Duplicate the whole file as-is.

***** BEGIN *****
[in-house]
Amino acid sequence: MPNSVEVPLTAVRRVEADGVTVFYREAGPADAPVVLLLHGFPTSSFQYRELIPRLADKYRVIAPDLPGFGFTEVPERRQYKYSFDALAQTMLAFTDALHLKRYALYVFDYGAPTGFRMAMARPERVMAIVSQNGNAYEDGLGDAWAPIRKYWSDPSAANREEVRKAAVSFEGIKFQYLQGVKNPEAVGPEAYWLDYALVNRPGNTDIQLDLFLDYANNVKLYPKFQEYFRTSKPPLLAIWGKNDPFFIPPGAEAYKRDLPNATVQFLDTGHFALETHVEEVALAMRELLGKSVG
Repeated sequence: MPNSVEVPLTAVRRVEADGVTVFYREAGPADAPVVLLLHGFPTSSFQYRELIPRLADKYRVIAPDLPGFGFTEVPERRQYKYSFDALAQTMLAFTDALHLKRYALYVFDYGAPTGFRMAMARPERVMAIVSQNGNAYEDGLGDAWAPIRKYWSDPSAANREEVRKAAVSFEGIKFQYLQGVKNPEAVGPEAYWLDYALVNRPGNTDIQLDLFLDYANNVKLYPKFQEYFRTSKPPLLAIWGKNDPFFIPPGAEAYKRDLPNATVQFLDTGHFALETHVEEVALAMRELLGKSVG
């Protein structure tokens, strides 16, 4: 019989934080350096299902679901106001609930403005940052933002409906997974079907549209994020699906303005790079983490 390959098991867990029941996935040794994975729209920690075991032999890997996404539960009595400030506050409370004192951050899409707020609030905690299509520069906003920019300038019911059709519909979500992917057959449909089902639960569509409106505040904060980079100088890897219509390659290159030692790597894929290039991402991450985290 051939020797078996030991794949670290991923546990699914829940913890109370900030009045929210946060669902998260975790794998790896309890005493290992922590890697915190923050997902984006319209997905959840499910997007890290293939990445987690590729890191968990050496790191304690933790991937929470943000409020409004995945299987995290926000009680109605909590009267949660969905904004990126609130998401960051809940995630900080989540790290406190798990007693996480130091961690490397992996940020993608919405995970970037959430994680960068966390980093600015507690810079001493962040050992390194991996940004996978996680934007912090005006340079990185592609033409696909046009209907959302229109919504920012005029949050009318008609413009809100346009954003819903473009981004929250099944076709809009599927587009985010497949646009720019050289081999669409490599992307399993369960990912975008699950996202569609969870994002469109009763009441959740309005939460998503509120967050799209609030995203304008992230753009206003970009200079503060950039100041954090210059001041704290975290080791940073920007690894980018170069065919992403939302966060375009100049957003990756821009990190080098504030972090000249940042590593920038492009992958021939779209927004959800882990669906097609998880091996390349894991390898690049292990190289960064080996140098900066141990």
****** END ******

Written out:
[in-house]
Amino acid sequence: MPNSVEVPLTAVRRVEADGVTVFYREAGPADAPVVLLLHGFPTSSFQYRELIPRLADKYRVIAPDLPGFGFTEVPERRQYKYSFDALAQTMLAFTDALHLKRYALYVFDYGAPTGFRMAMARPERVMAIVSQNGNAYEDGLGDAWAPIRKYWSDPSAANREEVRKAAVSFEGIKFQYLQGVKNPEAVGPEAYWLDYALVNRPGNTDIQLDLFLDYANNVKLYPKFQEYFRTSKPPLLAIWGKNDPFFIPPGAEAYKRDLPNATVQFLDTGHFALETHVEEVALAMRELLGKSVG
Repeated sequence: MPNSVEVPLTAVRRVEADGVTVFYREAGPADAPVVLLLHGFPTSSFQYRELIPRLADKYRVIAPDLPGFGFTEVPERRQYKYSFDALAQTMLAFTDALHLKRYALYVFDYGAPTGFRMAMARPERVMAIVSQNGNAYEDGLGDAWAPIRKYWSDPSAANREEVRKAAVSFEGIKFQYLQGVKNPEAVGPEAYWLDYALVNRPGNTDIQLDLFLDYANNVKLYPKFQEYFRTSKPPLLAIWGKNDPFFIPPGAEAYKRDLPNATVQFLDTGHFALETHVEEVALAMRELLGKSVG
């Protein structure tokens, strides 16, 4: 019989934080350096299902679901106001609930403005940052933002409906997974079907549209994020699906303005790079983490 390959098991867990029941996935040794994975729209920690075991032999890997996404539960009595400030506050409370004192951050899409707020609030905690299509520069906003920019300038019911059709519909979500992917057959449909089902639960569509409106505040904060980079100088890897219509390659290159030692790597894929290039991402991450985290 051939020797078996030991794949670290991923546990699914829940913890109370900030009045929210946060669902998260975790794998790896309890005493290992922590890697915190923050997902984006319209997905959840499910997007890290293939990445987690590729890191968990050496790191304690933790991937929470943000409020409004995945299987995290926000009680109605909590009267949660969905904004990126609130998401960051809940995630900080989540790290406190798990007693996480130091961690490397992996940020993608919405995970970037959430994680960068966390980093600015507690810079001493962040050992390194991996940004996978996680934007912090005006340079990185592609033409696909046009209907959302229109919504920012005029949050009318008609413009809100346009954003819903473009981004929250099944076709809009599927587009985010497949646009720019050289081999669409490599992307399993369960990912975008699950996202569609969870994002469109009763009441959740309005939460998503509120967050799209609030995203304008992230753009206003970009200079503060950039100041954090210059001041704290975290080791940073920007690894980018170069065919992403939302966060375009100049957003990756821009990190080098504030972090000249940042590593920038492009992958021939779209927004959800882990669906097609998880091996390349894991390898690049292990190289960064080996140098900066141990």